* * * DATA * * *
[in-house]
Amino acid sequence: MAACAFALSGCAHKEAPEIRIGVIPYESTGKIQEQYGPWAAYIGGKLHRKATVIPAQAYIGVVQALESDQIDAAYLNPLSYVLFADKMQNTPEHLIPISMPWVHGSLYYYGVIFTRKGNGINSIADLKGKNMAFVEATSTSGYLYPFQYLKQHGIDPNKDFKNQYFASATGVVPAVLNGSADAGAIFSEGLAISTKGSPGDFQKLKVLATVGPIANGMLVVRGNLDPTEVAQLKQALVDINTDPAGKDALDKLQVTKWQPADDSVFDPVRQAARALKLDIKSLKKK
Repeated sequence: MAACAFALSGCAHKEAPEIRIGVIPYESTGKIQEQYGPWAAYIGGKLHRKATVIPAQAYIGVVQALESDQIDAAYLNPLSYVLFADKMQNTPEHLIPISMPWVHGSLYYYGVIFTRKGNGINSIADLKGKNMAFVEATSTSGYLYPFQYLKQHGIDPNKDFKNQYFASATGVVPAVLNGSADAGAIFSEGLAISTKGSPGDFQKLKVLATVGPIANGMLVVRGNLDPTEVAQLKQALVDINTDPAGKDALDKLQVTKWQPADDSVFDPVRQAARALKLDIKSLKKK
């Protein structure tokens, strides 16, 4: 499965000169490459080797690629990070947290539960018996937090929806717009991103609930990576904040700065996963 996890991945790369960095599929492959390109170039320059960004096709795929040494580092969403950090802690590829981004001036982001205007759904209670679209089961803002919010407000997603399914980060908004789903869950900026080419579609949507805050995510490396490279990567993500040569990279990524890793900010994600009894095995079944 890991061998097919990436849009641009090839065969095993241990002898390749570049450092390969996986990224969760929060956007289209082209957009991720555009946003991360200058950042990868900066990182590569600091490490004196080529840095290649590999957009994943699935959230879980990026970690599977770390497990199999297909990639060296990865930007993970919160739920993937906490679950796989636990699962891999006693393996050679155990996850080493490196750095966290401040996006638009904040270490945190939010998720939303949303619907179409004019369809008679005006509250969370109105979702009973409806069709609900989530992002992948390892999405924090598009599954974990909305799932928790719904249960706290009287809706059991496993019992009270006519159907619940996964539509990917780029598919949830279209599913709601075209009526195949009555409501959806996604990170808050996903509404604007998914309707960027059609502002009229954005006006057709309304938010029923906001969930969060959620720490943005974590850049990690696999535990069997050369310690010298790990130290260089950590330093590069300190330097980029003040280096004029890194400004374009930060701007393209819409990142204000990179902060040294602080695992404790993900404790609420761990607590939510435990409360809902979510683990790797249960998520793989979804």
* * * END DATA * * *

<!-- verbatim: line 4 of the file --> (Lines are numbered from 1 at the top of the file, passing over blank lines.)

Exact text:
């Protein structure tokens, strides 16, 4: 499965000169490459080797690629990070947290539960018996937090929806717009991103609930990576904040700065996963 996890991945790369960095599929492959390109170039320059960004096709795929040494580092969403950090802690590829981004001036982001205007759904209670679209089961803002919010407000997603399914980060908004789903869950900026080419579609949507805050995510490396490279990567993500040569990279990524890793900010994600009894095995079944 890991061998097919990436849009641009090839065969095993241990002898390749570049450092390969996986990224969760929060956007289209082209957009991720555009946003991360200058950042990868900066990182590569600091490490004196080529840095290649590999957009994943699935959230879980990026970690599977770390497990199999297909990639060296990865930007993970919160739920993937906490679950796989636990699962891999006693393996050679155990996850080493490196750095966290401040996006638009904040270490945190939010998720939303949303619907179409004019369809008679005006509250969370109105979702009973409806069709609900989530992002992948390892999405924090598009599954974990909305799932928790719904249960706290009287809706059991496993019992009270006519159907619940996964539509990917780029598919949830279209599913709601075209009526195949009555409501959806996604990170808050996903509404604007998914309707960027059609502002009229954005006006057709309304938010029923906001969930969060959620720490943005974590850049990690696999535990069997050369310690010298790990130290260089950590330093590069300190330097980029003040280096004029890194400004374009930060701007393209819409990142204000990179902060040294602080695992404790993900404790609420761990607590939510435990409360809902979510683990790797249960998520793989979804």